Section 4 changes section 95. Section 95 is the current Act giving power to the SoS to make a system for providing support to adults. The change to the section only gives the power to provide support for those under 16. Everyone else over 16 would receive support through this scheme where they work for the money.

As for discrepancies, bill is right, notes are wrong.
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Jammy Duel
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(Original post by Miss Maddie)
I was outraged seeing that is the case. I thought Patel was in favour of deporting criminals.
And it isn't being remedied here why?
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Iñigo de Loyola
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(Original post by Jammy Duel)
"If someone has been refused asylum, they receive somewhere to live and £35.39 per person on a payment card."

That is a funny way of saying deportation.
I did notice that but thought that there had to be some reason for it being there because I didn't think Maddie would support allowing failed asylum claimants to stay in the UK indefinitely.
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El Salvador
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I was going to say no because this seemingly makes asylum-seeking more attractive than it is in the UK, but if it pleases the rest of the government and party I can get past that.

Nevertheless, I will point out the fact that this isn't likely to change anything.

Employers are not likely to hire someone who is likely to be deported in 6 months' time, and could be cut short at any time without much advanced notice as well. Refugees and asylum seekers are also more likely to be without formal qualifications or work experience I believe. Even Hongkongers in the UK with the LOTR that allows them to work (and very likely to be able to get the BNO visa next year) are struggling to find jobs. The best chance for these people will be establishments owned by immigrants from the same country.

But I also don't see the harm is potentially saving the state even maybe £300 a year. The issue however is the implementation of this. How are you going to encourage them to go look for a job? How much money will it cost instead of track their actual income and stuff?
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Napp
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An interesting proposal, i'm not entirely certain about the appearance of it being a back door for quasi illegal work but it seems everyone others are supportive so im prepared to go along with it.
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Rakas21
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Mr Speaker, i am undecided as things stand and will thus monitor the debate.

May i ask the Hon. Member what she says to the accusation that these people will take jobs which should exist for our own native Brits. I also share the Prime Minister's concern that this makes asylum more attractive given that asylum is still too generous.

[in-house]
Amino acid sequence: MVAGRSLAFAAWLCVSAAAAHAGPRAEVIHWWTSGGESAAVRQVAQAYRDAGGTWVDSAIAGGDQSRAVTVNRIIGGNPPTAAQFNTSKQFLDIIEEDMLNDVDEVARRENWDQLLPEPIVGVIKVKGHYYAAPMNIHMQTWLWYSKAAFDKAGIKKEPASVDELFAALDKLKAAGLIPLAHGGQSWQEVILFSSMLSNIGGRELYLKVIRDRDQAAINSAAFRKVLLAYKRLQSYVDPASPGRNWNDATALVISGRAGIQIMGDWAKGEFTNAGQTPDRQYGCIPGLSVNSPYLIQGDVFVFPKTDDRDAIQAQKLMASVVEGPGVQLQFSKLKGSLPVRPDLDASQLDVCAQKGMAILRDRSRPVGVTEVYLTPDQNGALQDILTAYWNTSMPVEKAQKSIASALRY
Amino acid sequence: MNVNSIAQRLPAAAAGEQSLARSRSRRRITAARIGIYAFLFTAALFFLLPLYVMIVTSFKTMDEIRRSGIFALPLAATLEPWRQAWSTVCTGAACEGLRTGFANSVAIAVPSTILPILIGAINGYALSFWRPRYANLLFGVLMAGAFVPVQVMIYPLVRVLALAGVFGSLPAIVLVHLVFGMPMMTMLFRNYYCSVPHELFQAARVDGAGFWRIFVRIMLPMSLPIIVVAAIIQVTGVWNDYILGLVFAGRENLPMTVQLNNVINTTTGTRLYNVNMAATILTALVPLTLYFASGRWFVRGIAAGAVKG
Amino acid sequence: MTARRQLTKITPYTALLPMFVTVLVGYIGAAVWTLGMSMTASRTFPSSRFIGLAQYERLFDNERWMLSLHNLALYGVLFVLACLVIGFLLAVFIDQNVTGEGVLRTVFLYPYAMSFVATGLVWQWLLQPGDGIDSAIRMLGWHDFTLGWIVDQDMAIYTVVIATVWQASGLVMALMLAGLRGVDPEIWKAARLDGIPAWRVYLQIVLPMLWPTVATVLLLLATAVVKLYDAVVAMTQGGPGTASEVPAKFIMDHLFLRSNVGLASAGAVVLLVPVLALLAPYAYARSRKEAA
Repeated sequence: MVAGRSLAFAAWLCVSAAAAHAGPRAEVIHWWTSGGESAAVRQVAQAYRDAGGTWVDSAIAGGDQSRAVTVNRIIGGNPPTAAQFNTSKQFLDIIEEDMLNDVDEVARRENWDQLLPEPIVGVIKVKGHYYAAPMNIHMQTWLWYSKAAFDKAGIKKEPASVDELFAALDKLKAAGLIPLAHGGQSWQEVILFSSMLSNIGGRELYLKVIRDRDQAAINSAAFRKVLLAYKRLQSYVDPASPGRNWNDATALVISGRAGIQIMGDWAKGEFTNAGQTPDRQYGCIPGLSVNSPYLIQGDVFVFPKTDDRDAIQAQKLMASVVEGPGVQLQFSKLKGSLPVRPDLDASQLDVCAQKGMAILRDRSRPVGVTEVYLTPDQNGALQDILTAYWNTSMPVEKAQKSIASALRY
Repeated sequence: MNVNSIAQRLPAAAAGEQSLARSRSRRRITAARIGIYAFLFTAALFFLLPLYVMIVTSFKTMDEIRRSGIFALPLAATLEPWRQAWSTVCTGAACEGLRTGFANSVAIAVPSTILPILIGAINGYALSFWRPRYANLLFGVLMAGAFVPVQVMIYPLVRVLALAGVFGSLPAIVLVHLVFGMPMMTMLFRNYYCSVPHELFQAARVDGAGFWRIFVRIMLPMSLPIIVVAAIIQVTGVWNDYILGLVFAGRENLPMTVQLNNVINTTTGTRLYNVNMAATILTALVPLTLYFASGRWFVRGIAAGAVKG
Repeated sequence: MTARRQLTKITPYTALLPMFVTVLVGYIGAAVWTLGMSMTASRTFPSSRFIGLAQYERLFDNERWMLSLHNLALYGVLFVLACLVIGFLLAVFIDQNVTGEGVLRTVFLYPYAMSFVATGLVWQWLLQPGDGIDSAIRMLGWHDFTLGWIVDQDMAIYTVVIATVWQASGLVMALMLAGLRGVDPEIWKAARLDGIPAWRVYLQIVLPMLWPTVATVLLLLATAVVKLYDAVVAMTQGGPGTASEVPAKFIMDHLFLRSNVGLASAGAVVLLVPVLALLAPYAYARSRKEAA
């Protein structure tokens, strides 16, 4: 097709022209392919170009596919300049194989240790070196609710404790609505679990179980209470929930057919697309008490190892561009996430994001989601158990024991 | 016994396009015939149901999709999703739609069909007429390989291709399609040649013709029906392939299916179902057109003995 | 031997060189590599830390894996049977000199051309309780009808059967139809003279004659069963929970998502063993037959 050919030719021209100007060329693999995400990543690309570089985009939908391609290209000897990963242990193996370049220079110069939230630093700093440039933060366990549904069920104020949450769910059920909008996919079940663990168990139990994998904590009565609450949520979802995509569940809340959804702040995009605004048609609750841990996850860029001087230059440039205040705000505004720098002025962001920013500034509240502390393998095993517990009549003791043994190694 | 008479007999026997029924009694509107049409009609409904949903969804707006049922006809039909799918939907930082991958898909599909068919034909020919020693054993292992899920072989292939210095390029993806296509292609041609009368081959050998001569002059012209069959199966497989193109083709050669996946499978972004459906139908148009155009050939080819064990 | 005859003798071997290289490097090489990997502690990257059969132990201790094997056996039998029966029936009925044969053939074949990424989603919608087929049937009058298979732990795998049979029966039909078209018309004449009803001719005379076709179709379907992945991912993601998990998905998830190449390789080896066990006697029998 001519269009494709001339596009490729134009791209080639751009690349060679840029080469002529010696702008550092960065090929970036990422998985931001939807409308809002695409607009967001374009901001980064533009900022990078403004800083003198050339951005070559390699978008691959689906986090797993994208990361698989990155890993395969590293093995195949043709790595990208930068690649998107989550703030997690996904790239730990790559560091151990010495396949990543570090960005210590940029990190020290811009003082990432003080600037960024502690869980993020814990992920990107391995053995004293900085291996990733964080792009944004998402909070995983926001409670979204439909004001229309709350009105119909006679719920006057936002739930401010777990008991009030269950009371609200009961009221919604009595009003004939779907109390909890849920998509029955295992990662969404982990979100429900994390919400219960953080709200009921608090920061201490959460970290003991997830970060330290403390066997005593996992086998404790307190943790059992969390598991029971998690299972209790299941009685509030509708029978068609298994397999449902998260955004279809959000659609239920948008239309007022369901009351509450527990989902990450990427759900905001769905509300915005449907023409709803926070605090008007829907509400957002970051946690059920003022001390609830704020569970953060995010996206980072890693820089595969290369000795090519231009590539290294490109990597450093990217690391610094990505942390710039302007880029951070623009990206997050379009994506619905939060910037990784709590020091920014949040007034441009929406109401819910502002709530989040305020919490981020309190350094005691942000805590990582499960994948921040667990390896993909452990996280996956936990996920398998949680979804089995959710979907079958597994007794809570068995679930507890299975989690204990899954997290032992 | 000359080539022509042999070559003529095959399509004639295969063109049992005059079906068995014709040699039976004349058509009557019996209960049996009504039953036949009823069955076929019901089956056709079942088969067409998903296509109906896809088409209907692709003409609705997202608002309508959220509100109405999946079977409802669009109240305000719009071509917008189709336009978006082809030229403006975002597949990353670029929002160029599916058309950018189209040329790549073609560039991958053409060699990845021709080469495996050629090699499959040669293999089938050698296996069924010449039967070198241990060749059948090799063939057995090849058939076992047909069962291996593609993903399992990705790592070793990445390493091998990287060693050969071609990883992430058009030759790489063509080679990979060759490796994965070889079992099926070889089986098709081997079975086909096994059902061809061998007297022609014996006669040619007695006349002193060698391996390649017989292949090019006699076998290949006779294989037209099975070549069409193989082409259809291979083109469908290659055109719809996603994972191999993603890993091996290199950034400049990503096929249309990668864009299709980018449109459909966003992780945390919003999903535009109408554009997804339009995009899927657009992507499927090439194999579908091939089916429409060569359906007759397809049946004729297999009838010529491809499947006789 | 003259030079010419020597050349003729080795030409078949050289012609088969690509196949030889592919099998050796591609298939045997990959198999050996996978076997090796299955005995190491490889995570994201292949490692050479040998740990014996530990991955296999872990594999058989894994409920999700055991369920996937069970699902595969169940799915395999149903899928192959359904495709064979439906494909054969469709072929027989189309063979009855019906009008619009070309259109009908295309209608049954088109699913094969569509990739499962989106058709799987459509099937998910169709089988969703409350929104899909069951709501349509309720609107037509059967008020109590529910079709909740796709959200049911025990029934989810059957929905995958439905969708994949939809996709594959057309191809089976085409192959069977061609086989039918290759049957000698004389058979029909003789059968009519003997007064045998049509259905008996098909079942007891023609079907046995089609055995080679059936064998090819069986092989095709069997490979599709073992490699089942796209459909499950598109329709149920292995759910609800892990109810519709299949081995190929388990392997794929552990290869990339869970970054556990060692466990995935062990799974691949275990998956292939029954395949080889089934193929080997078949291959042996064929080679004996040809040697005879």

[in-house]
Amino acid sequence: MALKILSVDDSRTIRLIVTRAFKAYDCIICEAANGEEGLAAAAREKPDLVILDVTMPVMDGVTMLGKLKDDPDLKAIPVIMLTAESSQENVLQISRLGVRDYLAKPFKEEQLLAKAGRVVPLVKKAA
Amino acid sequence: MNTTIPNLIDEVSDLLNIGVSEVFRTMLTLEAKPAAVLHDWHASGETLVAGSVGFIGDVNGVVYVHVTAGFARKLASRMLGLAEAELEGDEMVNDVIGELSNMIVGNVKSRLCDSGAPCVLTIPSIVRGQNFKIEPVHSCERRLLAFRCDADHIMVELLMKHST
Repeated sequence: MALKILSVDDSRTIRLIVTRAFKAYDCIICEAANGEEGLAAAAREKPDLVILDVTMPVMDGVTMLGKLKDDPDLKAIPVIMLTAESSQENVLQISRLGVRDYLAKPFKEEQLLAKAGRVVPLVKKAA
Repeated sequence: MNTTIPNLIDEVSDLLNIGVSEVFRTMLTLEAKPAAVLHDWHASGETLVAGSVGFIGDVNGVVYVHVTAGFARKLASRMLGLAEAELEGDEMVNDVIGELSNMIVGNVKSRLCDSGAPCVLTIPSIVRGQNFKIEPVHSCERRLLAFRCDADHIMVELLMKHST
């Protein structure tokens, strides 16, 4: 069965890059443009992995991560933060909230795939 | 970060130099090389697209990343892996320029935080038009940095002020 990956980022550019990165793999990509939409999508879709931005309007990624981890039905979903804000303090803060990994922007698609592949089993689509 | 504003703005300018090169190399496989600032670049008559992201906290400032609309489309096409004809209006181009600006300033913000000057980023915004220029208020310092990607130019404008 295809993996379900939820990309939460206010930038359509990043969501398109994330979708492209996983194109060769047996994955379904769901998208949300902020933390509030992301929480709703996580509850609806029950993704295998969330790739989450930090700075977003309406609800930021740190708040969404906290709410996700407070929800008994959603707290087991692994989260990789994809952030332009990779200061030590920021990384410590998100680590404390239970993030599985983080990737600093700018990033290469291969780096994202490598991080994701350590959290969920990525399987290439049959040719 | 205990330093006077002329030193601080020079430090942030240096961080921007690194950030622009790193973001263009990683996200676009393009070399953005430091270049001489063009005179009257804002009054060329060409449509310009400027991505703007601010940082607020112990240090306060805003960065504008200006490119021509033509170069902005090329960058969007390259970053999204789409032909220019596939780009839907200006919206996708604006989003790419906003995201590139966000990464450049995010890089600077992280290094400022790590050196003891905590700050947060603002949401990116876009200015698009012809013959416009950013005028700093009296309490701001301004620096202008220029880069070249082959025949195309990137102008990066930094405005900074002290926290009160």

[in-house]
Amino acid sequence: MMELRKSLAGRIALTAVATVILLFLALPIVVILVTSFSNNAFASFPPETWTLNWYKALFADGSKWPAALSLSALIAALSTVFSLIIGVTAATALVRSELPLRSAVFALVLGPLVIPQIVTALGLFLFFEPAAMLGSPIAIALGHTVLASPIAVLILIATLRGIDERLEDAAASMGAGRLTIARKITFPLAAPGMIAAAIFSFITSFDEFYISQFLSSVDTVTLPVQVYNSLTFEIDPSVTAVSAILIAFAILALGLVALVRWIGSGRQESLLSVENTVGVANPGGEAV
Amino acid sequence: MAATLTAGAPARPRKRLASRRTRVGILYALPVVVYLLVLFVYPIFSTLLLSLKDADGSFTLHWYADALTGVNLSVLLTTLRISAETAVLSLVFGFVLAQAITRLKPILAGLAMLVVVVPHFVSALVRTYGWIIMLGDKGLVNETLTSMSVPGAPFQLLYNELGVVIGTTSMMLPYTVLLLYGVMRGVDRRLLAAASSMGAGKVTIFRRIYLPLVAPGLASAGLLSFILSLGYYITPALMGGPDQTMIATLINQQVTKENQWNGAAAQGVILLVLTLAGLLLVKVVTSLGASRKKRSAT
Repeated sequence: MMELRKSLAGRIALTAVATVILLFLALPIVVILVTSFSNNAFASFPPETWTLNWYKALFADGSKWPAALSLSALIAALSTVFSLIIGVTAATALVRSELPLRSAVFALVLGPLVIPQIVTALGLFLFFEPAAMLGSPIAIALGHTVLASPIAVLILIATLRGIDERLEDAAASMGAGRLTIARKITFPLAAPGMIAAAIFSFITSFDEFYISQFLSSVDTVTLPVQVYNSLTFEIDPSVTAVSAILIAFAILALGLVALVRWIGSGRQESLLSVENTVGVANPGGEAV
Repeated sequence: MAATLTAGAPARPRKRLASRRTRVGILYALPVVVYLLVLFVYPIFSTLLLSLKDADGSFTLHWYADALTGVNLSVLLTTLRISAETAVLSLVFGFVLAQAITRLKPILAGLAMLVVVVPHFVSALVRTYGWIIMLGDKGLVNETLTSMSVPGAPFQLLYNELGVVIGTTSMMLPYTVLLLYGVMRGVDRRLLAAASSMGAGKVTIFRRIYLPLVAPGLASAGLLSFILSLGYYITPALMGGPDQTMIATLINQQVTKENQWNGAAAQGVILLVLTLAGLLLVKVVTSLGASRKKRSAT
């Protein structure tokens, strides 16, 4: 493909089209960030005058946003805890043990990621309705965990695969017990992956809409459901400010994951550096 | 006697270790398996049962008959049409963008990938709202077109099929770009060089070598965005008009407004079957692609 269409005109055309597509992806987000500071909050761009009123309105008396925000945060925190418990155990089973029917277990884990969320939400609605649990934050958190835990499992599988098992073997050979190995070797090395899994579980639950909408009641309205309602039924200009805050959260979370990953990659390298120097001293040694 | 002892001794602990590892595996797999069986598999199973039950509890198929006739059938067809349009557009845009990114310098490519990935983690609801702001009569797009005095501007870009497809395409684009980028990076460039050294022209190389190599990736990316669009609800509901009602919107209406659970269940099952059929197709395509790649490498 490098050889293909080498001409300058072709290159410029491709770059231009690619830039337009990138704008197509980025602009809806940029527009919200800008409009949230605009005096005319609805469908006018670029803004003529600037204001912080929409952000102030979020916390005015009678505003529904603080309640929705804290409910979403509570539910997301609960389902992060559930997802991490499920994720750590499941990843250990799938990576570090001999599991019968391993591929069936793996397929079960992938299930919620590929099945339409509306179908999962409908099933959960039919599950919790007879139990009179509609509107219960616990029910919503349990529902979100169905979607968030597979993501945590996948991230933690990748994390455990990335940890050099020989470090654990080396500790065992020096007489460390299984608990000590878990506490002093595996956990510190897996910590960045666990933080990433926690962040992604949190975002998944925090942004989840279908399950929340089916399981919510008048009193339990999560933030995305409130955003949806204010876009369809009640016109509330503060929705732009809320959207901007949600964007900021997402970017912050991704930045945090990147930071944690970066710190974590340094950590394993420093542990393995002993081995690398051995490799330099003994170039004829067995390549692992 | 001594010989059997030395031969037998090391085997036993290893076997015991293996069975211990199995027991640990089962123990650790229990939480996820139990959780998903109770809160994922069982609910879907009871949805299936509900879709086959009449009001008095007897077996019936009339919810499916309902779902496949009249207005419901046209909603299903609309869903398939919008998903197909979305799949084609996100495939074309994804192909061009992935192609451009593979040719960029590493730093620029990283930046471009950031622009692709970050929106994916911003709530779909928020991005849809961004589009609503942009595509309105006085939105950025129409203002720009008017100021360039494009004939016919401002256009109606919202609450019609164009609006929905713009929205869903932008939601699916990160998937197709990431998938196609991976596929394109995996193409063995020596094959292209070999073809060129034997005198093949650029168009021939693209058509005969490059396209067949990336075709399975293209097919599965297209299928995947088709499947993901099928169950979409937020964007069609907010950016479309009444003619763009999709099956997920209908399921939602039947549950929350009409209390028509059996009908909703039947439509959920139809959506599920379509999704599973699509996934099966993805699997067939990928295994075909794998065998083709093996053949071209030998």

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Miss Maddie
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(Original post by Iñigo de Loyola)
I did notice that but thought that there had to be some reason for it being there because I didn't think Maddie would support allowing failed asylum claimants to stay in the UK indefinitely.
It is ending. The £37.75 per week is what is currently handed out. That amount will only remain in place for under 16s who cannot work. Everyone else loses all support and will only receive money if they agree to join the scheme and do menial jobs. Section 4 makes the change and admittedly it wasn't explained that well in the notes.
(Original post by El Salvador)
I was going to say no because this seemingly makes asylum-seeking more attractive than it is in the UK, but if it pleases the rest of the government and party I can get past that.

Nevertheless, I will point out the fact that this isn't likely to change anything.

Employers are not likely to hire someone who is likely to be deported in 6 months' time, and could be cut short at any time without much advanced notice as well. Refugees and asylum seekers are also more likely to be without formal qualifications or work experience I believe. Even Hongkongers in the UK with the LOTR that allows them to work (and very likely to be able to get the BNO visa next year) are struggling to find jobs. The best chance for these people will be establishments owned by immigrants from the same country.

But I also don't see the harm is potentially saving the state even maybe £300 a year. The issue however is the implementation of this. How are you going to encourage them to go look for a job? How much money will it cost instead of track their actual income and stuff?
(Original post by Rakas21)
Mr Speaker, i am undecided as things stand and will thus monitor the debate.

May i ask the Hon. Member what she says to the accusation that these people will take jobs which should exist for our own native Brits. I also share the Prime Minister's concern that this makes asylum more attractive given that asylum is still too generous.
I feel you two have confused the bill slightly which is my fault. It will be made clearer. This bill does not give migrants the legal right to apply for jobs and work.

Current system: government gives migrants money without conditions. That money is in the notes (£37.75 per person).